I am curious about the possibility of using televisual tropes outside of the television set. Television is nearly ubiquitous, and so, many people know how to read it. We understand the episodic structure, the quick editorial cutting, the didactic use of music. Often, the narrative can be predicted, the tropes functioning as a sort of foreshadow.

Melanie Gilligan’s Popular Unrest (available to watch online) and Amar Kanwar‘s The Torn First Pages (I have not seen this work in person, only read about it) both make use of some of television’s tropes, but their work intends to take up space as much as it does to take up time. These works are gallery projects. I wonder if transposing the form of television into art land allows for a broader audience or a deeper understanding of the serious, political subject matter Gilligan (capitalism and body horror) and Kanwar (the struggle for democracy in Burma) address?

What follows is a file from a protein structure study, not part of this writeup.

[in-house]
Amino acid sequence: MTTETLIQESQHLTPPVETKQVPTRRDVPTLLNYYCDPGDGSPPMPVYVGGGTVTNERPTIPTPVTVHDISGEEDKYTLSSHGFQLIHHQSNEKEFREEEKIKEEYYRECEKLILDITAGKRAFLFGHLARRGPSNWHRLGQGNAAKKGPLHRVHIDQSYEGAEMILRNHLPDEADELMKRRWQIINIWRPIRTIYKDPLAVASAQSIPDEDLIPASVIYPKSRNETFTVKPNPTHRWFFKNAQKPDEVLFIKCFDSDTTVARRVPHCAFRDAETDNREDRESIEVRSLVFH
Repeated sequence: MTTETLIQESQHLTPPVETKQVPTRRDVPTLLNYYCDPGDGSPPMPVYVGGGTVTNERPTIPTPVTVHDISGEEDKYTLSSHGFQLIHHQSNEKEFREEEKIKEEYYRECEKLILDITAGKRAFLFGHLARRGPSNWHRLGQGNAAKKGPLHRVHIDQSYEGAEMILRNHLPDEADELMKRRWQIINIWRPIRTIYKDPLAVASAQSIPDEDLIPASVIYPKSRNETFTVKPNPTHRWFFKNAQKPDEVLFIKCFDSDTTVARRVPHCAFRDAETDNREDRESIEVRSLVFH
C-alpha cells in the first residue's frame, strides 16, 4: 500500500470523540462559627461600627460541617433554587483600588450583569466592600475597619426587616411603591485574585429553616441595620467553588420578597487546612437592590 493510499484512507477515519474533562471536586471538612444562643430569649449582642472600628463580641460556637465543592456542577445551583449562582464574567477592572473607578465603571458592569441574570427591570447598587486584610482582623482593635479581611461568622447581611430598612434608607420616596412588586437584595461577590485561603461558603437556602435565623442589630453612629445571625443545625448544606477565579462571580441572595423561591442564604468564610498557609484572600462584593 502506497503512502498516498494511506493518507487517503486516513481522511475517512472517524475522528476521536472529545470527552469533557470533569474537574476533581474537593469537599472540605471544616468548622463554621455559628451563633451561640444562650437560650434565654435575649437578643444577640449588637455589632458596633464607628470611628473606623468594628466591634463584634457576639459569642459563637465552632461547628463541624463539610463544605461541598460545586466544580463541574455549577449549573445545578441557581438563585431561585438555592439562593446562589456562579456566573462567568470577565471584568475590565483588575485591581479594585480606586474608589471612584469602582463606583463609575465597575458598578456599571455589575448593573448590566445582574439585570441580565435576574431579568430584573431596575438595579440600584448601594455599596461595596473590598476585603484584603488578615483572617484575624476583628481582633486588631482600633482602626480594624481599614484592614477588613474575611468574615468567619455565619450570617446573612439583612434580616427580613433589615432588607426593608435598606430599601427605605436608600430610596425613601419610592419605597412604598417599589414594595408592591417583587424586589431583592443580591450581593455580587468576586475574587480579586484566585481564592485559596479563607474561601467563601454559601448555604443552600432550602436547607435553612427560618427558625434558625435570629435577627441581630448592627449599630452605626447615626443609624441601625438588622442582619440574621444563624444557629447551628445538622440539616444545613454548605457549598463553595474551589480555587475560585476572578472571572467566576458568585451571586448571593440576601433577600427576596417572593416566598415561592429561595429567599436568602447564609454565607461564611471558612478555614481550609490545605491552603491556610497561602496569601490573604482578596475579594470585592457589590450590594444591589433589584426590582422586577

Or, can form function as a method of translation? Does translation require content?

Relatedly, as my residency research progresses, I am being challenged by the textual cinema project because I am proposing form as an organizing framework. Yet, all these works I am looking at are full of content and sit in uneasy, absurdly juxtaposed relations to each other. I am not sure how to navigate the breadth of subject matter through their shared method.


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